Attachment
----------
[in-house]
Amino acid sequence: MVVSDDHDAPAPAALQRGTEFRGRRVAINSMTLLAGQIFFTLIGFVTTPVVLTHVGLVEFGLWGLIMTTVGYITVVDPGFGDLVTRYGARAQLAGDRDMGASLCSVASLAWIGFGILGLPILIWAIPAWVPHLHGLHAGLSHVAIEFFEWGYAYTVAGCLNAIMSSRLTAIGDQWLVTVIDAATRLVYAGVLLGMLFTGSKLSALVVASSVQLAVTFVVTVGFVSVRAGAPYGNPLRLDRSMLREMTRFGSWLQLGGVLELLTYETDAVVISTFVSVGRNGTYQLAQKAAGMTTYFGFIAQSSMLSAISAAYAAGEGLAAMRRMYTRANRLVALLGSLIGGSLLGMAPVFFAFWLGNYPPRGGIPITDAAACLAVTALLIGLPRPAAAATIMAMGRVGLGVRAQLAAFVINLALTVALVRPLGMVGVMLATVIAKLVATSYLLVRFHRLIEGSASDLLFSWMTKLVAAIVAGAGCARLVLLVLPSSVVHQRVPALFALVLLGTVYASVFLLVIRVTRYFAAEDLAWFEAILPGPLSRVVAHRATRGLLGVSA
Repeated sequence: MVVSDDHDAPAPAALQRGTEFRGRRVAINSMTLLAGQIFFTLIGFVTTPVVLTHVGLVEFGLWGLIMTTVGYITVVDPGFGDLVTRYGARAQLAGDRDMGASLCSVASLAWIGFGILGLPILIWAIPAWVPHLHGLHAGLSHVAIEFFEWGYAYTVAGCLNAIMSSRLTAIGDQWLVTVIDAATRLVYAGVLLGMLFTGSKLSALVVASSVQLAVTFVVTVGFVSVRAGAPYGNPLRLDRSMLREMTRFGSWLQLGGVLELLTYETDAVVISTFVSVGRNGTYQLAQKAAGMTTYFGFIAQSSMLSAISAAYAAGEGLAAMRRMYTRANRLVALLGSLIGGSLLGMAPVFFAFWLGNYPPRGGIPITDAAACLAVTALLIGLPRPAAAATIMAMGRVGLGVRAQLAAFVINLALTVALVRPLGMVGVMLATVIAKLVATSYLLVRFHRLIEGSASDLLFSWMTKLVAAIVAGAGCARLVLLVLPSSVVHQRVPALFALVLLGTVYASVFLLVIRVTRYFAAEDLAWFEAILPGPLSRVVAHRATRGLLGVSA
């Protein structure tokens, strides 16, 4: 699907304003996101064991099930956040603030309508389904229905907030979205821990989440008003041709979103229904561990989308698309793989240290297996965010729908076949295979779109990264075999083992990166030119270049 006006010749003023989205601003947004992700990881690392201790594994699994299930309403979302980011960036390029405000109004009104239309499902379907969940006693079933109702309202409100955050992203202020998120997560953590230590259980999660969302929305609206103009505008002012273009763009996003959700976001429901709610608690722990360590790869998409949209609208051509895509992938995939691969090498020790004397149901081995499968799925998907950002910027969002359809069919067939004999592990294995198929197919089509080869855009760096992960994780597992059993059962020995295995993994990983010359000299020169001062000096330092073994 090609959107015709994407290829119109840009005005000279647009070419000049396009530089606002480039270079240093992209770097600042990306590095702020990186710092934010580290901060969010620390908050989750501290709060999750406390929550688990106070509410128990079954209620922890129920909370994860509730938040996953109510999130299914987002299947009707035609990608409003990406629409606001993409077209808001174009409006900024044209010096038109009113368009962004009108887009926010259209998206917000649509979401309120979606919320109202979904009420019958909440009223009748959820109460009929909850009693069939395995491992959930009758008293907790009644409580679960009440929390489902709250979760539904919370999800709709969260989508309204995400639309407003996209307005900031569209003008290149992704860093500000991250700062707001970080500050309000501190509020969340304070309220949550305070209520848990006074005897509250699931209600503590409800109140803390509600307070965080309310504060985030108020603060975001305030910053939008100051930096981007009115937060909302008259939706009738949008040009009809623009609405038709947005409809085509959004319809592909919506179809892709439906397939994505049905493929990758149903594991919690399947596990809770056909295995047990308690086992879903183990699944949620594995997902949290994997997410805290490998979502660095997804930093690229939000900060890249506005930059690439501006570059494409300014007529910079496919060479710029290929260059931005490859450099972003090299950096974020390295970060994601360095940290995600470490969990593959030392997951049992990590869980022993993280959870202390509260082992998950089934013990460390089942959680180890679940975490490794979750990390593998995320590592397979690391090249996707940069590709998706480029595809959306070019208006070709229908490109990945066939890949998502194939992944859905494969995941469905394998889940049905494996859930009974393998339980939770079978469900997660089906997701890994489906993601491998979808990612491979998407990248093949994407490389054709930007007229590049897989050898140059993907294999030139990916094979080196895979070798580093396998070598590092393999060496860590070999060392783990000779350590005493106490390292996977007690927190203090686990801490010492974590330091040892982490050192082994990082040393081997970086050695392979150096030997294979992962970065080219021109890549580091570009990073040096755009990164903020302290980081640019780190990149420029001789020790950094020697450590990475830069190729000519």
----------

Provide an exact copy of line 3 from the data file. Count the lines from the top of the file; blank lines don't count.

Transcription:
Repeated sequence: MVVSDDHDAPAPAALQRGTEFRGRRVAINSMTLLAGQIFFTLIGFVTTPVVLTHVGLVEFGLWGLIMTTVGYITVVDPGFGDLVTRYGARAQLAGDRDMGASLCSVASLAWIGFGILGLPILIWAIPAWVPHLHGLHAGLSHVAIEFFEWGYAYTVAGCLNAIMSSRLTAIGDQWLVTVIDAATRLVYAGVLLGMLFTGSKLSALVVASSVQLAVTFVVTVGFVSVRAGAPYGNPLRLDRSMLREMTRFGSWLQLGGVLELLTYETDAVVISTFVSVGRNGTYQLAQKAAGMTTYFGFIAQSSMLSAISAAYAAGEGLAAMRRMYTRANRLVALLGSLIGGSLLGMAPVFFAFWLGNYPPRGGIPITDAAACLAVTALLIGLPRPAAAATIMAMGRVGLGVRAQLAAFVINLALTVALVRPLGMVGVMLATVIAKLVATSYLLVRFHRLIEGSASDLLFSWMTKLVAAIVAGAGCARLVLLVLPSSVVHQRVPALFALVLLGTVYASVFLLVIRVTRYFAAEDLAWFEAILPGPLSRVVAHRATRGLLGVSA